A Fetishised Gift: The Legal Status of Flags
Griffith Law Review, Vol. 19, No. 3, pp. 504-526, 2010
23 Pages Posted: 25 Jan 2011
Accounts of the relationship between flags and the law have focused on a narrow strain of contentions drawn from debates about political expression. This essay seeks to bridge the gap between cultural studiesʼ insight into nationalism and its symbolics, and the flagʼs legal status, to better understand the unique position occupied by national flags. In doing so it draws particularly on United States, Australian and New Zealand law and practice.
Flag ʻwavingʼ has become more prevalent in many liberal democracies. In such societies, flags occupy not a religious role, but a quiet and quotidian place in what Billig terms ʻbanal nationalismʼ. As a cipher for the whole, a particular flagʼs design is relatively unimportant; what lends it power is a mix of the gravity bestowed by its official designation and the easy commodification lent by a flagʼs easy reproducibility and portability. Unlike other state symbols such as the currency, coat of arms and honorifics, the state does not seek to monopolise the flagʼs use, let alone define its meaning.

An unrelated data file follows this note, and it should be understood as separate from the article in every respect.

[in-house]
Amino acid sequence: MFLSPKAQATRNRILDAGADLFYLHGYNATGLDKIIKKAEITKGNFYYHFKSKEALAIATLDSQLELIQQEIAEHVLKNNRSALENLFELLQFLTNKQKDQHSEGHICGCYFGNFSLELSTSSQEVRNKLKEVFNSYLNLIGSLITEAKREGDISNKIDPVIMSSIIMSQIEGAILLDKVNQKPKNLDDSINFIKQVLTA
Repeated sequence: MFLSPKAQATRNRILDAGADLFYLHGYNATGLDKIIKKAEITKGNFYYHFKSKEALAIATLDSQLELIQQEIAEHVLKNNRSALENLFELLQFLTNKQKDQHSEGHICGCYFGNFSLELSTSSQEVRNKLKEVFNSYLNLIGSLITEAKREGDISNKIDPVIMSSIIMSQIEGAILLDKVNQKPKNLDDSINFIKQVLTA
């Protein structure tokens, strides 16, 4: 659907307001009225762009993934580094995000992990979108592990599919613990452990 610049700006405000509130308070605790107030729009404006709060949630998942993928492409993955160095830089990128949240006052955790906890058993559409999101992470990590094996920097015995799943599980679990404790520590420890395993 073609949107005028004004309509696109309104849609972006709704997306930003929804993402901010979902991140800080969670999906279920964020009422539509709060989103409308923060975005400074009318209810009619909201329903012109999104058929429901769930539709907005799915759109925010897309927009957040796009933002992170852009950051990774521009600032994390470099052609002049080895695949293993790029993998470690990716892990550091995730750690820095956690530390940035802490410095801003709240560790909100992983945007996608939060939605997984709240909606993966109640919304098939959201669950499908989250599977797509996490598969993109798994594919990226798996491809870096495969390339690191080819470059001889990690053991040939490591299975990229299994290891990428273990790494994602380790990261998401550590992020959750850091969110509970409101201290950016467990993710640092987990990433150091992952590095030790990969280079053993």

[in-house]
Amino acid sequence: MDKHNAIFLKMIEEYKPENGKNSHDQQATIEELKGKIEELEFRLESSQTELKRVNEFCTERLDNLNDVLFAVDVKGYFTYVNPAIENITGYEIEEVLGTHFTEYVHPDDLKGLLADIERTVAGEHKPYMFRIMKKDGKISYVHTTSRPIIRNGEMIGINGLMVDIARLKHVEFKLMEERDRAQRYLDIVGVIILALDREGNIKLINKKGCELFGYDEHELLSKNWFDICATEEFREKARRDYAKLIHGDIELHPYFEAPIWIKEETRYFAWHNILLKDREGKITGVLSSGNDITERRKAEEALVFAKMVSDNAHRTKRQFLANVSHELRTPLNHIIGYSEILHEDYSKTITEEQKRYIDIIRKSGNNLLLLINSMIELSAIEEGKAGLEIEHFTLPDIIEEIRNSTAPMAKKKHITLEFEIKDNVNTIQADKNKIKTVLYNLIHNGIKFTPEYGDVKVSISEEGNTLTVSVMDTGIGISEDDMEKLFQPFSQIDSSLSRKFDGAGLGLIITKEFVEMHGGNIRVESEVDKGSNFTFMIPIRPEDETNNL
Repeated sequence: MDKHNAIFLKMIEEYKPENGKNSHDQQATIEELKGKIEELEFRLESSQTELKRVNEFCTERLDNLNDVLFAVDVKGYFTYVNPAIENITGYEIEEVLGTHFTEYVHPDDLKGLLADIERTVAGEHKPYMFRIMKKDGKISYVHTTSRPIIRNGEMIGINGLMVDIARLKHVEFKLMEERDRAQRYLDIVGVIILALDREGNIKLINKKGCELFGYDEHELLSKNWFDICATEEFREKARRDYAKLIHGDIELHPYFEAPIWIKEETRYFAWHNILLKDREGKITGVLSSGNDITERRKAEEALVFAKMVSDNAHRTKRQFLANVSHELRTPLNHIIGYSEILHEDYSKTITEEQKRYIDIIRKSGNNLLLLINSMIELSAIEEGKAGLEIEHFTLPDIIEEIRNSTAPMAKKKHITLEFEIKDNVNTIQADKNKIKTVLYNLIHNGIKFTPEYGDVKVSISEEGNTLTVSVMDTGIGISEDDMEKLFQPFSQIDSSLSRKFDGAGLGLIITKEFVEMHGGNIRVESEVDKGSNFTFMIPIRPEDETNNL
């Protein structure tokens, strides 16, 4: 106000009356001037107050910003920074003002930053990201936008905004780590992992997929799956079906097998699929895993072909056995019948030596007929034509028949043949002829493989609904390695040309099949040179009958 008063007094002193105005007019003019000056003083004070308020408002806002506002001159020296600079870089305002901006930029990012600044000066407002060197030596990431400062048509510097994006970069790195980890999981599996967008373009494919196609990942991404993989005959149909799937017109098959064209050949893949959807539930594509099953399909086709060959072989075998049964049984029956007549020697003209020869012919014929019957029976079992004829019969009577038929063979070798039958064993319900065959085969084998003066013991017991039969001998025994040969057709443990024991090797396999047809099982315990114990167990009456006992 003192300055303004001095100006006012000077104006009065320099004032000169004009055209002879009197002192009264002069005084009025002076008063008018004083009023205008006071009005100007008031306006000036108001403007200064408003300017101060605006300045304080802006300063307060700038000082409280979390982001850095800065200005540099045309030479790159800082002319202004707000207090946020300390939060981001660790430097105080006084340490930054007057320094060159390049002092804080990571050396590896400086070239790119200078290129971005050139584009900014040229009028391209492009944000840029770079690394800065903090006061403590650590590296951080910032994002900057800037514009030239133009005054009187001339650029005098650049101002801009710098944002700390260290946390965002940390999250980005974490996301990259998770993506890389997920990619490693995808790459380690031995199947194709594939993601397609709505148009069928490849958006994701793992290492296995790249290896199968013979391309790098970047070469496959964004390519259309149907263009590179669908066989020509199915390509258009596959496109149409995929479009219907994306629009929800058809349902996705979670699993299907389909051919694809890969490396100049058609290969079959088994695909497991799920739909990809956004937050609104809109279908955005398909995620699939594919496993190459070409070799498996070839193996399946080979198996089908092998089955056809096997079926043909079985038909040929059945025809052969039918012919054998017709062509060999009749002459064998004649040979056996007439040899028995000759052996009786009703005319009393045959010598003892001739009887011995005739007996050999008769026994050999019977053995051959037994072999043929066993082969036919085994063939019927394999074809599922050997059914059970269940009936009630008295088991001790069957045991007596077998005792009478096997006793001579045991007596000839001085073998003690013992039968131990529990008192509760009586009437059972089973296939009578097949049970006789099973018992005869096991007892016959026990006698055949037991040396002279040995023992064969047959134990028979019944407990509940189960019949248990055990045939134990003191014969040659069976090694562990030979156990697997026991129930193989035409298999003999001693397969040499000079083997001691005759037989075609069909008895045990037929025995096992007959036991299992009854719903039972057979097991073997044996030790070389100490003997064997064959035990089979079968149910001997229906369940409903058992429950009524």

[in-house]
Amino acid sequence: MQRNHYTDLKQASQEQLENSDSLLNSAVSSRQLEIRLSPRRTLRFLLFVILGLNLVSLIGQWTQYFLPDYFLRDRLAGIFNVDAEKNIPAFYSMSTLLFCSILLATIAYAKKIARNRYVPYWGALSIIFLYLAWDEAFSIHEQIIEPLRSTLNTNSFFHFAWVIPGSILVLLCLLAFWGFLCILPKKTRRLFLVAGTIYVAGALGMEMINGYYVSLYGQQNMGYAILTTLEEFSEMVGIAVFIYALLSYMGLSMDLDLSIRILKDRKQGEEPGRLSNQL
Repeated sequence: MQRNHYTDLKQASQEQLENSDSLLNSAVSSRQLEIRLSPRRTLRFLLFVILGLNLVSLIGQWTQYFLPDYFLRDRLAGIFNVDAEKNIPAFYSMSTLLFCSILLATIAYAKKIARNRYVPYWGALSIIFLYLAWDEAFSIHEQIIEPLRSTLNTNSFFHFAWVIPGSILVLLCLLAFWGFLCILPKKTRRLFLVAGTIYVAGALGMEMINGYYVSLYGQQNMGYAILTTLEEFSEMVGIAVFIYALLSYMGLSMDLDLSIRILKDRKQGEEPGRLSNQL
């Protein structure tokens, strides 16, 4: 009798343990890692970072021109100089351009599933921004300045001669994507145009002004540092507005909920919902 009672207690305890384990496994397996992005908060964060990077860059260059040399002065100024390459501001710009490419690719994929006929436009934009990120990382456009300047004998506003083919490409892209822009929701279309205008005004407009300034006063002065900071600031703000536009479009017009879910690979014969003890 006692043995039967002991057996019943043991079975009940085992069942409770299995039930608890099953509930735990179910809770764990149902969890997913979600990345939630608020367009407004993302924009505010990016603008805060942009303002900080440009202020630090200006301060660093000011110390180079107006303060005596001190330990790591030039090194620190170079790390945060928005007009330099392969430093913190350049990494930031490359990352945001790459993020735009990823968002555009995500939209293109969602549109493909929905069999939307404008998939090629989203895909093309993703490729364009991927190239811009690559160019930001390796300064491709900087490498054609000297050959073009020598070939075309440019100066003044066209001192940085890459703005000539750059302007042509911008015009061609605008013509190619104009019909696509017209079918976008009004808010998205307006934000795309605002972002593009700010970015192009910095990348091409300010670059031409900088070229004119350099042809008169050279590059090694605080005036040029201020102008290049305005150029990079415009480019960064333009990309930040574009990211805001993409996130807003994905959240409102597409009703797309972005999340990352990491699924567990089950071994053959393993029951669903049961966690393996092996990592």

Analysis of laws governing flag designation, observance and ʻdesecrationʼ reveals that the law accords the flag distinct status yet only equivocal protection. While the state may crave its citizensʼ fealty, a flag is not a symbol of some distant governmentality. Rather, it is gifted to ʻthe peopleʼ and relies for its relevance on its organic proliferation. As both object and image, people attribute a power to the flag - a power they recognise over themselves and others with whom they share a body politic. A key source of this fetishisation is its official, legal designation. Though it embodies no particular values, a flag is valued, even fetishised, by flag-wavers and flag-burners alike.
Keywords: Legal Theory, Flags, State Symbols, Nationalism, Flag Desecration, Freedom of Speech
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